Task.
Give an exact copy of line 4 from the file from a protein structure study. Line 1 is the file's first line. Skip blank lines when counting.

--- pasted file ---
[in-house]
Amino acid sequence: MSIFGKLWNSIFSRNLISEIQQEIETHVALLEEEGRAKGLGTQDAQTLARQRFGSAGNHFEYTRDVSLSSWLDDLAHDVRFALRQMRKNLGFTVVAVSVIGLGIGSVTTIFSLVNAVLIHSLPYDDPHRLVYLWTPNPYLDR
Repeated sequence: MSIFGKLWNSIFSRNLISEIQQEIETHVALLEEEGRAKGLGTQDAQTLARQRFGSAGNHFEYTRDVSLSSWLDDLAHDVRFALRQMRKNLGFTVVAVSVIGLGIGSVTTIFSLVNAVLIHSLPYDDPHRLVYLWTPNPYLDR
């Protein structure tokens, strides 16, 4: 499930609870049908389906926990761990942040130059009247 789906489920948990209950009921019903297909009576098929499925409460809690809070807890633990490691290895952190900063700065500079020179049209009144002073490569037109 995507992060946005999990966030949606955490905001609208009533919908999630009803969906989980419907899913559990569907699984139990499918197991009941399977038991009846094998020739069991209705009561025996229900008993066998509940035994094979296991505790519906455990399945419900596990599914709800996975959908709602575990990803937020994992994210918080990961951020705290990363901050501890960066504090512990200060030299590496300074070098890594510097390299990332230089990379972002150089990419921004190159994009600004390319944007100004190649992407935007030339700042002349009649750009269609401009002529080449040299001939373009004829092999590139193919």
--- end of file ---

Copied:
């Protein structure tokens, strides 16, 4: 499930609870049908389906926990761990942040130059009247 789906489920948990209950009921019903297909009576098929499925409460809690809070807890633990490691290895952190900063700065500079020179049209009144002073490569037109 995507992060946005999990966030949606955490905001609208009533919908999630009803969906989980419907899913559990569907699984139990499918197991009941399977038991009846094998020739069991209705009561025996229900008993066998509940035994094979296991505790519906455990399945419900596990599914709800996975959908709602575990990803937020994992994210918080990961951020705290990363901050501890960066504090512990200060030299590496300074070098890594510097390299990332230089990379972002150089990419921004190159994009600004390319944007100004190649992407935007030339700042002349009649750009269609401009002529080449040299001939373009004829092999590139193919």